Title: Re: Slumps
Post by: Tommy Williamsen on June 19, 2022, 09:28:20 AM
Funny thing about golf. When I got on a hot streak, like Erik is suggesting, I thought that I got it figured out and wouldn't play poorly ever again. When I was in my two year slump I thought I'd never play well again because I got old.
Title: Re: Slumps
Post by: Cal Carlisle on June 19, 2022, 09:37:30 AM
Maybe he just hit his peak.
Title: Re: Slumps
Post by: Steve Lang on June 19, 2022, 11:17:47 AM
I think being a professional athlete can be mentally draining at times and so much of success is based between the ears . When I think of slump, mental block , I can help but think of second baseman  chuck knoblauch not being able to throw to first base


I played first base for a handful of years in grade school/jr high little league and had one 2nd baseman that could easily turn the 6-4-3, but could not, for his life, throw with any authority to me at 1st, after fielding a simple ground ball, it was always a wildcard how he'd toss it, high low, right, left in that 20-30 ft...  so I always can relate to that 6 inch space between the ears issue... pro or am


 
Title: Re: Slumps
Post by: cary lichtenstein on June 19, 2022, 12:37:23 PM
Even the great ones have slumps, how could Rory have not won a major since 2014, seems impossible, hope he wins today, go Rory!!!!!!!!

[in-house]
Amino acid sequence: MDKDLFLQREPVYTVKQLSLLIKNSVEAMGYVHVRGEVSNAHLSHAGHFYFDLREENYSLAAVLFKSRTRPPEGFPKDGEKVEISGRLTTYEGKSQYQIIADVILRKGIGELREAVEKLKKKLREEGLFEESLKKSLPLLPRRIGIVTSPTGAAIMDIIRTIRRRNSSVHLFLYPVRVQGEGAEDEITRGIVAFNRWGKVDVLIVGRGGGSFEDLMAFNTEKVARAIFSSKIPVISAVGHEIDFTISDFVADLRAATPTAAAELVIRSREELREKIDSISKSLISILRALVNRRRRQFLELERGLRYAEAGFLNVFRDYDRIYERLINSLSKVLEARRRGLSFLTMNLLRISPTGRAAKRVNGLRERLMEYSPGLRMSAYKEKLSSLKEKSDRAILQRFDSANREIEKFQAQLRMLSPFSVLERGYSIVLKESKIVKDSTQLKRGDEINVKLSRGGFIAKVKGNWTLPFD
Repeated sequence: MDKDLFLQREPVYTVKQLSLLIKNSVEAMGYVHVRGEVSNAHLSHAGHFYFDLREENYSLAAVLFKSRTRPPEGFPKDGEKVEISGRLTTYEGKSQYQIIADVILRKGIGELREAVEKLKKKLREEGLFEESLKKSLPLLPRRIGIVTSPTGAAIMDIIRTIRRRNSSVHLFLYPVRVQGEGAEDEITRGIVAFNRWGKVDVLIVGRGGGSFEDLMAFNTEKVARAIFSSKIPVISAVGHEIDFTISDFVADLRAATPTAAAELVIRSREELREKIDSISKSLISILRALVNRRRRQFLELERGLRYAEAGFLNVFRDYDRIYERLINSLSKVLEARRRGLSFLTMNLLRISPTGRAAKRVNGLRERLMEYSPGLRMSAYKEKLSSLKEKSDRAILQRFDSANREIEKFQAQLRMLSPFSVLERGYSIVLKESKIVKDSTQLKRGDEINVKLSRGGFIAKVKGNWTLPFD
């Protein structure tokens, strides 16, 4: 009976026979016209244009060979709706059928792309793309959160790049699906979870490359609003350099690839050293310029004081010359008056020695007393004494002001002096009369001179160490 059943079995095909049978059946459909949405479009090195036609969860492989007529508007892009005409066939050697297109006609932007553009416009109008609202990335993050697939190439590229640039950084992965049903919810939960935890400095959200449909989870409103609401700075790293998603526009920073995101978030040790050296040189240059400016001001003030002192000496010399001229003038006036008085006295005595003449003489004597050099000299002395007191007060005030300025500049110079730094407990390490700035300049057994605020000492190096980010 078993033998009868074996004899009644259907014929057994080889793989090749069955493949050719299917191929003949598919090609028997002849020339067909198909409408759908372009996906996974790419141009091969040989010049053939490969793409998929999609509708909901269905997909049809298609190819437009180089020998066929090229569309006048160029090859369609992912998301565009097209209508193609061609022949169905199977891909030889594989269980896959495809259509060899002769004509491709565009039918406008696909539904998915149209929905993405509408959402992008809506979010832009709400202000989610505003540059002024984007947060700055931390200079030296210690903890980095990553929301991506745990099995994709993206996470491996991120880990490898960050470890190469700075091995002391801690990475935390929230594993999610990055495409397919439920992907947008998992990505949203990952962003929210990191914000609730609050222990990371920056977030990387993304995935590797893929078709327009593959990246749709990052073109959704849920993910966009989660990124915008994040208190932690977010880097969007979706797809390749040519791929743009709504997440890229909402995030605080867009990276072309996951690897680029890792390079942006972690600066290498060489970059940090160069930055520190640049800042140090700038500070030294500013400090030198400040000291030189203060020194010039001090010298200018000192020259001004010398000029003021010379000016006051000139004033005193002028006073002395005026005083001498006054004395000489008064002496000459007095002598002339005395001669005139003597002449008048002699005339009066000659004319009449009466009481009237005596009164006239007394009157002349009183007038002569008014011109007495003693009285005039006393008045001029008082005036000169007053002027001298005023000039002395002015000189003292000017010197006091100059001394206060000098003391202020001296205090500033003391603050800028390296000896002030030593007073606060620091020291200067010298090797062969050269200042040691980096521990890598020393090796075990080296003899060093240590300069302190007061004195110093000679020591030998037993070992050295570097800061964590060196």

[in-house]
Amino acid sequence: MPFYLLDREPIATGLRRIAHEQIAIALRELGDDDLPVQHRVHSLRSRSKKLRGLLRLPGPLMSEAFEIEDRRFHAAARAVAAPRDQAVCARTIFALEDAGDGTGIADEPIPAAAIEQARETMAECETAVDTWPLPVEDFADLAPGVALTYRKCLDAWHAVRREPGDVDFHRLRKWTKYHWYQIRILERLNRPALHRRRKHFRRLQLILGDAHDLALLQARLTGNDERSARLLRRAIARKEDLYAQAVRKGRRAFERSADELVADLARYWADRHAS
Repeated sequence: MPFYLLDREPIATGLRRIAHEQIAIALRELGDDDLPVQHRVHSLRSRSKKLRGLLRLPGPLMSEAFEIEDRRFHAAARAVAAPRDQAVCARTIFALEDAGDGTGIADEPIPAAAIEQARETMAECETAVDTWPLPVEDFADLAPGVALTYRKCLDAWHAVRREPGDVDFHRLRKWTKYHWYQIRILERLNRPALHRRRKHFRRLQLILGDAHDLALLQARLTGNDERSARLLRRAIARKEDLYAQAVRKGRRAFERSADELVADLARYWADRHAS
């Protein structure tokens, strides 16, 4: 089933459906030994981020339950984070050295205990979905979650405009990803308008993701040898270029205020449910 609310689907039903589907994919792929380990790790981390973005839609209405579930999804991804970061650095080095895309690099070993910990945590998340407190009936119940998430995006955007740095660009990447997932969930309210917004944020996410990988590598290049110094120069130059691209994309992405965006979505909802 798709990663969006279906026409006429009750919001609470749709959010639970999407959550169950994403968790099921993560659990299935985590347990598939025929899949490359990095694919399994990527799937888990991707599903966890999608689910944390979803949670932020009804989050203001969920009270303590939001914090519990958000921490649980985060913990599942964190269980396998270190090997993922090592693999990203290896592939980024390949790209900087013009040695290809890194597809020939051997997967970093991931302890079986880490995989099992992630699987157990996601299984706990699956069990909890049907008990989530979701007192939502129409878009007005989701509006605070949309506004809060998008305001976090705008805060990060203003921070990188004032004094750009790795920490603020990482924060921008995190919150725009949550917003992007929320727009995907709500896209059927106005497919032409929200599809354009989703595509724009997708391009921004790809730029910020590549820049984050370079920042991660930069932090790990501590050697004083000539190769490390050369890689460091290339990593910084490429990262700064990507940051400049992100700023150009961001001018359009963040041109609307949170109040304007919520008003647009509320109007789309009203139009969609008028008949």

Title: Re: Slumps
Post by: David_Tepper on June 19, 2022, 12:46:21 PM
What ever happened to Hunter Mahan?
Title: Re: Slumps
Post by: Wayne_Kozun on June 19, 2022, 10:24:50 PM
What ever happened to Hunter Mahan?
You must have missed this from CPG:

https://twitter.com/ClubProGuy/status/1537585820894232581?s=20&t=215QGOPRF4_iNlzMMEqNmA
Title: Re: Slumps
Post by: David_Tepper on June 19, 2022, 10:41:00 PM
Wayne -

Yes, I did miss that one. CPG is not in my regular viewing rotation. :)

DT
 
Title: Re: Slumps
Post by: Jeff_Brauer on June 20, 2022, 10:47:44 AM
I was thinking about a slump in poured concrete Jeff Brauer, not soil.


Well, that is important, too.  My personal take is that golf course construction doesn't test concrete nearly as intensively as they do in building construction.  Of course cart paths can only crack, but they can't fall down, LOL.
Title: Re: Slumps
Post by: Jason Topp on June 20, 2022, 11:02:30 AM
There is a one stroke difference per round between being a top player and struggling to keep your job.


In 2019, Rickie Fowler gained 1.066 shots on the field per round and won four million dollars, finishing 15th on tour.


In 2022, he has gained .037 shots per round on the field and is 96th on the money list with just less than one million. 


Three quarters of the difference (0.75 strokes per round) is putting. 
Title: Re: Slumps
Post by: Ira Fishman on June 20, 2022, 12:38:01 PM
The number of players with the talent and aspiration to play Pro golf has grown both because of population growth and more countries producing top flight golfers. The number of Major Championships has stayed the same. It just is so darn difficult to win a Major, not that it ever was easy, that I am not sure that Slump is an appropriate concept. Tiger truly is a once in a couple generation talent.